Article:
From 1944 to 1948, Meares was Secretary for personnel standards and practices in the Leadership Services Division of the YWCA of the U.S.A., working with community YWCAs to establish fair policies and procedures for their professional staff members.
Meares joined the staff of the World YWCA in 1950, going to South Africa to strengthen YWCAs in Durban and Port Elizabeth, extending the work of the YWCA among non-European groups, and promoting consolidation between European and non-European groups. She also carried out exploratory service in Uganda and Kenya.
On returning to the U.S., Meares became Executive Director first of the Baltimore YWCA, circa 1953-55, and then Rochester, circa 1955-60. She returned to Africa circa 1960, under the auspices of the YWCA of the U.S.A.'s International Division as an Adult Education Specialist in Ethiopia.
Meares served as National Director of Church Women United's "Assignment: Race, 1961-64" program, a three-year project in race relations. Meares retired from the YWCA in the summer of 1964.
Carrie Eliza Meares died April 14, 1982, at Foulkeways in Gwynedd, Pennsylvania.
0.438 linear feet (1 container)
YWCA worker. The Carrie Eliza Meares Papers are primarily related to her professional and public life. Types of materials include correspondence, memorabilia, press releases, reports, journal and newspaper articles, and subject files. The bulk of the papers focus on Meares' work in South Africa for the World YWCA, 1950-53; in Ethiopia for the YWCA of the U.S.A., 1960-61; and on the August 1963 March on Washington for Jobs and Freedom. The papers include general background reference on South Africa, Ethiopia, and race relations, as well as correspondence, reports, financial records, newspaper clippings, and memorabilia from Meares' work. In addition to official reports and correspondence, the files contain some personal correspondence with reflections on Meares' experiences in Africa.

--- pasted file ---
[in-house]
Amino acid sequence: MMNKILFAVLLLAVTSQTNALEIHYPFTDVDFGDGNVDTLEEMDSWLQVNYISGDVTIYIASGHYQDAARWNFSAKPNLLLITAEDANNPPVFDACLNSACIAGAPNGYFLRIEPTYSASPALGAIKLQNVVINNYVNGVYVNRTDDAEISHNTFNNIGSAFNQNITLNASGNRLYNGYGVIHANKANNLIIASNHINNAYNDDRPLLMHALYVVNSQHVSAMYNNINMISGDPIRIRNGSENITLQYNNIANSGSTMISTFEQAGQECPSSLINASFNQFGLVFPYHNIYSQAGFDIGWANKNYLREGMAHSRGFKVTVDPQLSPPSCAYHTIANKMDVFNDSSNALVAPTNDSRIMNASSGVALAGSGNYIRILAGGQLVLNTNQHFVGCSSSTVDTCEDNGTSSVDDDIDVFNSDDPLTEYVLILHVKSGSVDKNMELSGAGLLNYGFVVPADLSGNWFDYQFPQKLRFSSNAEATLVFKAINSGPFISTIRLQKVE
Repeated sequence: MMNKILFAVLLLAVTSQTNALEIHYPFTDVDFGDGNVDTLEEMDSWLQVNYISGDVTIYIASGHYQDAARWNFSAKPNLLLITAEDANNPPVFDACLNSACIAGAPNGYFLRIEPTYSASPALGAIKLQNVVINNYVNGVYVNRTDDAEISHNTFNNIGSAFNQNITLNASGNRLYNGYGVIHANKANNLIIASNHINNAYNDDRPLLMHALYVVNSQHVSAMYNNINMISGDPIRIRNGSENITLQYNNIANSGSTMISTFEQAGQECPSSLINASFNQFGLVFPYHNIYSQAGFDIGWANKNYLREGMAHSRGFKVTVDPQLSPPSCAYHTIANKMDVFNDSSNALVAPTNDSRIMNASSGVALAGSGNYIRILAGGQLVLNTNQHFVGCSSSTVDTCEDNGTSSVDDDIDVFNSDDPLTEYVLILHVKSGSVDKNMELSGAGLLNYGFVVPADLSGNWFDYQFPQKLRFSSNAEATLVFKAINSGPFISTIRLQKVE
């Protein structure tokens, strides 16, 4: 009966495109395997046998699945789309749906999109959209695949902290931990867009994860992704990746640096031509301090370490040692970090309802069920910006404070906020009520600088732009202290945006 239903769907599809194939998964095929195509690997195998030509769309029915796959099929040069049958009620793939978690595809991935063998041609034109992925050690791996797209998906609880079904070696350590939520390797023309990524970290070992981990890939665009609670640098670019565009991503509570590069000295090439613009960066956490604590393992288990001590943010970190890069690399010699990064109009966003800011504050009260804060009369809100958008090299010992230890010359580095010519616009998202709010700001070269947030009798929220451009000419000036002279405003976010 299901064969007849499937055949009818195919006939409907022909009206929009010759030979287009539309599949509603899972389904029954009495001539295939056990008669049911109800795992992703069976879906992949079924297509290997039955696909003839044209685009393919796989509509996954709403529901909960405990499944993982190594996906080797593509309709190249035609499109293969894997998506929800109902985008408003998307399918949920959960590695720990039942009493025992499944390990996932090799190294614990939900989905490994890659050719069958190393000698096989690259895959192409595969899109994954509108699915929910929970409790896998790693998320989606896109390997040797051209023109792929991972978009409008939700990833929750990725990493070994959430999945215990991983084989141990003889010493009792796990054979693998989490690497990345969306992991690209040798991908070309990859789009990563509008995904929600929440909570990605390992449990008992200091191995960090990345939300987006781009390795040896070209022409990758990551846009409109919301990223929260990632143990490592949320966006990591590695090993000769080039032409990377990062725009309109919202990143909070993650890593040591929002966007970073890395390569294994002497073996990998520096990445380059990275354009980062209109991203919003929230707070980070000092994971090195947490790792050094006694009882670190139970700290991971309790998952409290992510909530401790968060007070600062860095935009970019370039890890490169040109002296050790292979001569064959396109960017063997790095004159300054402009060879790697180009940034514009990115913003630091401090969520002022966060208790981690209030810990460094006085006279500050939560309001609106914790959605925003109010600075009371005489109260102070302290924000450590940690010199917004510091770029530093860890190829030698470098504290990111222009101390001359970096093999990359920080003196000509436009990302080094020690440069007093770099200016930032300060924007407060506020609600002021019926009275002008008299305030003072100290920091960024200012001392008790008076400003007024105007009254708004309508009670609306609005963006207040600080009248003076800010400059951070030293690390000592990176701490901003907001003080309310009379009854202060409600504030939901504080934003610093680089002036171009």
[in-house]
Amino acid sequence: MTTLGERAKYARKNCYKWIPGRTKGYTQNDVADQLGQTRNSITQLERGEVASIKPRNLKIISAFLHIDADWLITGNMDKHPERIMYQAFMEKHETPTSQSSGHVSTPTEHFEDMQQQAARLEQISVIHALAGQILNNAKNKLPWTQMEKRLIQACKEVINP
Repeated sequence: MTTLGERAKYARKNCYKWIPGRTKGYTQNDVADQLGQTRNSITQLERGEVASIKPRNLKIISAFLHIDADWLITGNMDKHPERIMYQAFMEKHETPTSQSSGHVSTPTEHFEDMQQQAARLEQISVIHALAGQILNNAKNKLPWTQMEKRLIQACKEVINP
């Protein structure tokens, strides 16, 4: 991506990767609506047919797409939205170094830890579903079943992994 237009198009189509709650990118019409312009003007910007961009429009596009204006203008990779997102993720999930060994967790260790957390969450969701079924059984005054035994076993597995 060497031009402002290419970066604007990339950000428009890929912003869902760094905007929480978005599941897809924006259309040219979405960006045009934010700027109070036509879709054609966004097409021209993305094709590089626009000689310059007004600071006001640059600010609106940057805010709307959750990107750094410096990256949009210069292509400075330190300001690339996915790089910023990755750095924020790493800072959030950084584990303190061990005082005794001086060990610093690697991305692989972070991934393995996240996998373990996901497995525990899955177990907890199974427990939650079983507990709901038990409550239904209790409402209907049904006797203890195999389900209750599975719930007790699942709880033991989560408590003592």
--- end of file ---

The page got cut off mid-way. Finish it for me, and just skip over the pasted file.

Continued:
Immediate Source of Acquisition
The Carrie Eliza Meares Papers came to the Sophia Smith Collection with the Records of the YWCA of the U.S.A. in 2002. The YWCA received them from Meares' longtime housemate Mildred Roe in 1985.
Processed by Maida Goodwin, 2009
- Financial records
- International cooperation
- Women -- Societies and clubs
- Women’s societies and clubs
- Young Women's Christian Association of the U.S.A.
- Young Women's Christian associations -- Ethiopia
- Young Women’s Christian Association of the U.S.A.
- press releases
- Carrie Eliza Meares papers
- Finding Aid
- Finding aid prepared by Maida Goodwin.
- Description rules
- Describing Archives: A Content Standard
- Language of description
- Script of description
- Processing of the Carrie Eliza Meares Papers was made possible by the generous support of the National Historical Publications and Records Commission
- 07/26/2017: This resource was modified by the ArchivesSpace Preprocessor developed by the Harvard Library (https://github.com/harvard-library/archivesspace-preprocessor)
- 2017-07-26T17:48:18-04:00: This record was migrated from InMagic DB Textworks to ArchivesSpace.
Part of the Sophia Smith Collection of Women's History Repository
7 Neilson Drive
Northampton MA 01063